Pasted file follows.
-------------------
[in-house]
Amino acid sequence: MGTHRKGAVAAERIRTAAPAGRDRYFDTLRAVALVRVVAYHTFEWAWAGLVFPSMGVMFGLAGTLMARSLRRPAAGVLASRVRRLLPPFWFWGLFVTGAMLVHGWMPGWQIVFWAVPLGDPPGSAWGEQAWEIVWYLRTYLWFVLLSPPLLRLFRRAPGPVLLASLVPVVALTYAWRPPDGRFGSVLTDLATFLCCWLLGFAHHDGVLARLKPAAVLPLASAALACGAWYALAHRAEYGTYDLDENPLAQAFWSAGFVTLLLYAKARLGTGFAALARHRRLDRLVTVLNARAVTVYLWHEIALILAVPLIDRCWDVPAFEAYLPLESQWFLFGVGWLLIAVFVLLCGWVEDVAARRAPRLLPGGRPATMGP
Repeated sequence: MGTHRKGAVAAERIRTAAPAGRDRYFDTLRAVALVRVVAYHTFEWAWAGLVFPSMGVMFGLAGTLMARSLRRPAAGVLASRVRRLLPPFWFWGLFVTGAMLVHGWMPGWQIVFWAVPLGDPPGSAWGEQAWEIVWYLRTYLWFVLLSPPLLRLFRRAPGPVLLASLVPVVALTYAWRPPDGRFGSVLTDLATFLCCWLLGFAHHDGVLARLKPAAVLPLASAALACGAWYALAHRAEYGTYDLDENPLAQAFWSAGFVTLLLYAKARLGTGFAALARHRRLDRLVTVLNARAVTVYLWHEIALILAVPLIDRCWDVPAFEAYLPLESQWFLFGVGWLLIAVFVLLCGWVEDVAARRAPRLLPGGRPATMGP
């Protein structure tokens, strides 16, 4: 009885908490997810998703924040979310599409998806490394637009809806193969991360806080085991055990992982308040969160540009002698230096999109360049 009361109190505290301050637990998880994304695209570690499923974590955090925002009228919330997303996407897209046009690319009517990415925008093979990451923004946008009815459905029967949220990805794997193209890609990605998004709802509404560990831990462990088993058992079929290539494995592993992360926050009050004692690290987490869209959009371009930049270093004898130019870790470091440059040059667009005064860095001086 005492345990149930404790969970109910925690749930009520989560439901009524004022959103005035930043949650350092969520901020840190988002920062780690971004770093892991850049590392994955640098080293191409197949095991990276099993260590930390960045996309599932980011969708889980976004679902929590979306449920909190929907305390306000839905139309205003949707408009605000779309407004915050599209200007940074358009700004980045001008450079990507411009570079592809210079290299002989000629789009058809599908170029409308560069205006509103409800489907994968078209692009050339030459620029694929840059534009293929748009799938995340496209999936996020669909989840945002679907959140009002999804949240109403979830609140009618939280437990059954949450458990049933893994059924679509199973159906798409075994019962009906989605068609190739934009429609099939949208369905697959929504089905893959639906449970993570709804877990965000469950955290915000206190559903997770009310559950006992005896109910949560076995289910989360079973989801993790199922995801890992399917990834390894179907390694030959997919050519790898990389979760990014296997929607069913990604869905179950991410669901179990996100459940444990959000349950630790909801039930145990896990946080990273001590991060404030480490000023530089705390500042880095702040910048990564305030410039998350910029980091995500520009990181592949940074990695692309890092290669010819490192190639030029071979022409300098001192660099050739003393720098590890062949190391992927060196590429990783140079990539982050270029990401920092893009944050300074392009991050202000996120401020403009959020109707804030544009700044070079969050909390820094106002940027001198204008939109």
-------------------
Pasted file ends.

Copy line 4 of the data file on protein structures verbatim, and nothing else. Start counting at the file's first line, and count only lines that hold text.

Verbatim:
């Protein structure tokens, strides 16, 4: 009885908490997810998703924040979310599409998806490394637009809806193969991360806080085991055990992982308040969160540009002698230096999109360049 009361109190505290301050637990998880994304695209570690499923974590955090925002009228919330997303996407897209046009690319009517990415925008093979990451923004946008009815459905029967949220990805794997193209890609990605998004709802509404560990831990462990088993058992079929290539494995592993992360926050009050004692690290987490869209959009371009930049270093004898130019870790470091440059040059667009005064860095001086 005492345990149930404790969970109910925690749930009520989560439901009524004022959103005035930043949650350092969520901020840190988002920062780690971004770093892991850049590392994955640098080293191409197949095991990276099993260590930390960045996309599932980011969708889980976004679902929590979306449920909190929907305390306000839905139309205003949707408009605000779309407004915050599209200007940074358009700004980045001008450079990507411009570079592809210079290299002989000629789009058809599908170029409308560069205006509103409800489907994968078209692009050339030459620029694929840059534009293929748009799938995340496209999936996020669909989840945002679907959140009002999804949240109403979830609140009618939280437990059954949450458990049933893994059924679509199973159906798409075994019962009906989605068609190739934009429609099939949208369905697959929504089905893959639906449970993570709804877990965000469950955290915000206190559903997770009310559950006992005896109910949560076995289910989360079973989801993790199922995801890992399917990834390894179907390694030959997919050519790898990389979760990014296997929607069913990604869905179950991410669901179990996100459940444990959000349950630790909801039930145990896990946080990273001590991060404030480490000023530089705390500042880095702040910048990564305030410039998350910029980091995500520009990181592949940074990695692309890092290669010819490192190639030029071979022409300098001192660099050739003393720098590890062949190391992927060196590429990783140079990539982050270029990401920092893009944050300074392009991050202000996120401020403009959020109707804030544009700044070079969050909390820094106002940027001198204008939109």